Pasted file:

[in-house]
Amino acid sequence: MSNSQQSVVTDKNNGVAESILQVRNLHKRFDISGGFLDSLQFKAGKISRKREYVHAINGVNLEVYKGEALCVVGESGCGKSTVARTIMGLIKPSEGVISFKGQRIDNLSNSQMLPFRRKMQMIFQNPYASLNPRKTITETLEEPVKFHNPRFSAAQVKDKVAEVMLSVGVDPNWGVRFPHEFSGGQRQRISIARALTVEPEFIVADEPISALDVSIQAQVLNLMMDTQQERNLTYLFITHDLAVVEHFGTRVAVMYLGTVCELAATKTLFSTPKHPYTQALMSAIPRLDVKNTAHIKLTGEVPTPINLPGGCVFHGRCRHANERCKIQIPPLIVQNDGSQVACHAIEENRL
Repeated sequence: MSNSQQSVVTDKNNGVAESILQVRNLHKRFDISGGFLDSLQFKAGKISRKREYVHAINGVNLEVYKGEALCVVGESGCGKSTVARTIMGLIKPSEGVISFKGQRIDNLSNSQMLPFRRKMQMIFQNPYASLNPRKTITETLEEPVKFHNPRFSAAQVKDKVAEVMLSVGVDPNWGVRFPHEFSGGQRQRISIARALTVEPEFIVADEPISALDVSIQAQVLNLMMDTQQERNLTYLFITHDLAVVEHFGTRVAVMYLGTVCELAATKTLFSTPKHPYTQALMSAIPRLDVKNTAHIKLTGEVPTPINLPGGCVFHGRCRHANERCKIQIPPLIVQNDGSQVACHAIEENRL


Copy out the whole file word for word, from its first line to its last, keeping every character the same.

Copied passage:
[in-house]
Amino acid sequence: MSNSQQSVVTDKNNGVAESILQVRNLHKRFDISGGFLDSLQFKAGKISRKREYVHAINGVNLEVYKGEALCVVGESGCGKSTVARTIMGLIKPSEGVISFKGQRIDNLSNSQMLPFRRKMQMIFQNPYASLNPRKTITETLEEPVKFHNPRFSAAQVKDKVAEVMLSVGVDPNWGVRFPHEFSGGQRQRISIARALTVEPEFIVADEPISALDVSIQAQVLNLMMDTQQERNLTYLFITHDLAVVEHFGTRVAVMYLGTVCELAATKTLFSTPKHPYTQALMSAIPRLDVKNTAHIKLTGEVPTPINLPGGCVFHGRCRHANERCKIQIPPLIVQNDGSQVACHAIEENRL
Repeated sequence: MSNSQQSVVTDKNNGVAESILQVRNLHKRFDISGGFLDSLQFKAGKISRKREYVHAINGVNLEVYKGEALCVVGESGCGKSTVARTIMGLIKPSEGVISFKGQRIDNLSNSQMLPFRRKMQMIFQNPYASLNPRKTITETLEEPVKFHNPRFSAAQVKDKVAEVMLSVGVDPNWGVRFPHEFSGGQRQRISIARALTVEPEFIVADEPISALDVSIQAQVLNLMMDTQQERNLTYLFITHDLAVVEHFGTRVAVMYLGTVCELAATKTLFSTPKHPYTQALMSAIPRLDVKNTAHIKLTGEVPTPINLPGGCVFHGRCRHANERCKIQIPPLIVQNDGSQVACHAIEENRL